Below is a brief on two pieces of potential legislation coming our way from Europe. Enjoy. (You won’t).
As an added bonus, Appendix B, at the end of the post, is a brief description of the bureaucratic structure of the European Union (EU).
The Istanbul Convention.
The Istanbul Convention is essentially a further deepening of VAWG policies. It does not explicitly make anti-feminism illegal (for that, see the second part of this post) but it does make many aspects of feminism obligatory in law. It is a collection of guidelines complete with taxpayer-funded compliance inspectors which embodies radical feminist ideals, and will infringe on, if not remove entirely, many of the individual human rights of male European citizens. Bluntly put, it is anti-male fascism.
The Istanbul Convention is a product of the Council of Europe (which is not the same as the EU, see Appendix B below). Council of Europe “Conventions”, as they call their proclamations, do not become law in member States unless and until they are ratified by the individual Nation State in question. As of March 2016, the Istanbul Convention has been ratified by 21 of the 47 CoE member states.
The UK has not ratified the Istanbul Convention – yet. The Equalities and Human Rights Commission explicitly lamented this fact in their December 2015 “Is Britain Fairer” report. But it looks like we are close to ratifying it, as the following Parliamentary question implies.
Asked on: 05 June 2015 by Kevin Brennan (MP for Cardiff West)
To ask the Secretary of State for the Home Department, for what reasons the UK has not ratified the 2011 Council of Europe Convention on preventing and combating violence against women and domestic violence (aka The Istanbul Convention).
Answered by: Karen Bradley (MP for Staffordshire Moorlands)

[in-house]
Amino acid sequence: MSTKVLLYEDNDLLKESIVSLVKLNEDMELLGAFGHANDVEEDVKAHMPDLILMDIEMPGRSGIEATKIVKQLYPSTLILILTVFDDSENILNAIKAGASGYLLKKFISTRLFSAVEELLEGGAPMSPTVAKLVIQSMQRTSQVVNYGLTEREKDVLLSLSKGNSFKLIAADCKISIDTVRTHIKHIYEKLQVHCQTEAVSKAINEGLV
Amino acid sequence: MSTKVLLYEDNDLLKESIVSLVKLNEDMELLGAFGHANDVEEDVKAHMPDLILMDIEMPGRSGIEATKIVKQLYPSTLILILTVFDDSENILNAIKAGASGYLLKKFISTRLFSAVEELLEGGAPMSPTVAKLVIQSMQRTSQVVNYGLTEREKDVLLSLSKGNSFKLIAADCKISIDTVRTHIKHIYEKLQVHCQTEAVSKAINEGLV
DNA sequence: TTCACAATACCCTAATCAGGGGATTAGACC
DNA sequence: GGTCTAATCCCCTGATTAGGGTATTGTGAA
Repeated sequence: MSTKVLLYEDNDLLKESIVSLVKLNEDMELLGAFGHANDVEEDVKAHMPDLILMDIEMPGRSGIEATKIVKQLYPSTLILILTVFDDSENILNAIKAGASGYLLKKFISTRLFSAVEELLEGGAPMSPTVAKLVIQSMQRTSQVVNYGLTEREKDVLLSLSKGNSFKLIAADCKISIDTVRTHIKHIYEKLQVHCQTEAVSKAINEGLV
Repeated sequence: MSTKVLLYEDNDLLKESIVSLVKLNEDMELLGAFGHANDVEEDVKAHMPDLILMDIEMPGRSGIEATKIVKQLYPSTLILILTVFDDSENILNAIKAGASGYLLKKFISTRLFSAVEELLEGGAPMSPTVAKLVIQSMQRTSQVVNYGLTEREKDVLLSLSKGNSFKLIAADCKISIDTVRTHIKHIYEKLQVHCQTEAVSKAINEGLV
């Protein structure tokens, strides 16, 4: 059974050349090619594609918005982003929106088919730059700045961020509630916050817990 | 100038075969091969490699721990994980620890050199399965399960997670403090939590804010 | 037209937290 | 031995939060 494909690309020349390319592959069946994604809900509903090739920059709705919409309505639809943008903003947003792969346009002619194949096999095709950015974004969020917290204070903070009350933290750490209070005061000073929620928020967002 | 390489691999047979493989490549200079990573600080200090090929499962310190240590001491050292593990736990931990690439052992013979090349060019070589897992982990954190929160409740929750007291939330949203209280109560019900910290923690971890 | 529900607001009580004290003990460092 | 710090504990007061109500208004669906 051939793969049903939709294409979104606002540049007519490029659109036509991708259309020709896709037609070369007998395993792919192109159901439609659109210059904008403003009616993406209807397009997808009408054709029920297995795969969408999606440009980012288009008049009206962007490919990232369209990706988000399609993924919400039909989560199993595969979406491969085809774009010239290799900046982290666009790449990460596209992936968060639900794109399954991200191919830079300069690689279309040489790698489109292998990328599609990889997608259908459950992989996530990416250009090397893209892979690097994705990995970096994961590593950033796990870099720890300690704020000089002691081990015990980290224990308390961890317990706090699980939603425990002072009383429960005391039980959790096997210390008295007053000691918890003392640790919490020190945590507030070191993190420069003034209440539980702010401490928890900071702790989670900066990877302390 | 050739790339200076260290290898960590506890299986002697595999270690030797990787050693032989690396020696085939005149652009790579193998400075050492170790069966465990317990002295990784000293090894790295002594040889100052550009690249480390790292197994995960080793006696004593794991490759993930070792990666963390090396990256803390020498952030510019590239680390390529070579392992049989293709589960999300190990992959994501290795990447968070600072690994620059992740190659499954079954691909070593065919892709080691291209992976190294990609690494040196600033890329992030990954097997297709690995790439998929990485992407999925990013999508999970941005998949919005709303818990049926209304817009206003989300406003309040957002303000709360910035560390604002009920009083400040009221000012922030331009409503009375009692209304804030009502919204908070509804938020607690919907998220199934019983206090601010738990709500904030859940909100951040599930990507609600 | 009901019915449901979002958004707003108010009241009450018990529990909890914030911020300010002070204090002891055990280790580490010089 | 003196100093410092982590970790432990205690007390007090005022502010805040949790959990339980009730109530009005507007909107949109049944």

Answered on: 10 June 2015
The UK already complies with the vast majority of the articles to the convention including the criminalisation of forced marriage which was one of the pre-requisites of ratification as required by Article 37. Primary legislation will be needed to comply with the remaining extra-territorial jurisdiction provisions in Article 44 of the Convention before it can be ratified. The UK Government is liaising with the devolved administrations about ratification, including any further legislative steps that may be necessary.
I take this to mean that it must come before the UK parliament before it can be ratified – though this may be under the aegis of a very restricted set of issues which are deemed to require legislative change. In this context note that the parliamentary answer is misleading. The Istanbul Convention would oblige the UK to adopt policies far beyond just those in Article 44. The bad news is that it seems that ratification is still on the agenda. Some extracts from the Convention are as follows…
“Protect women against all forms of violence, and prevent, prosecute and eliminate violence against women and domestic violence“;
” ‘women’ includes girls under the age of 18“;
“Recognising that women and girls are exposed to a higher risk of gender-based violence than men“;
“Recognising, with grave concern, that women and girls are often exposed to serious forms of violence such as domestic violence, sexual harassment, rape…. and genital mutilation, which constitute a serious violation of the human rights of women and girls and a major obstacle to the achievement of equality between women and men.”
“Recognising that violence against women is a manifestation of historically unequal power relations between women and men, which have led to domination over, and discrimination against, women by men and to the prevention of the full advancement of women.”
“Recognising the structural nature of violence against women as gender-based violence, and that violence against women is one of the crucial social mechanisms by which women are forced into a subordinate position compared with men.”
You get the picture. I’m not going to repeat for the billionth time the obvious rejoinders to the above statements. Note the withholding of concern for boys, of however tender an age.
To qualify as “domestic violence” the perpetrator is not required to have cohabited with the victim at any time.
What about men?
Don’t worry, gentlemen, you’ve not been forgotten…
“Parties shall take the necessary measures to encourage all members of society, especially men and boys, to contribute actively to preventing all forms of violence covered by the scope of this Convention (i.e., against females).”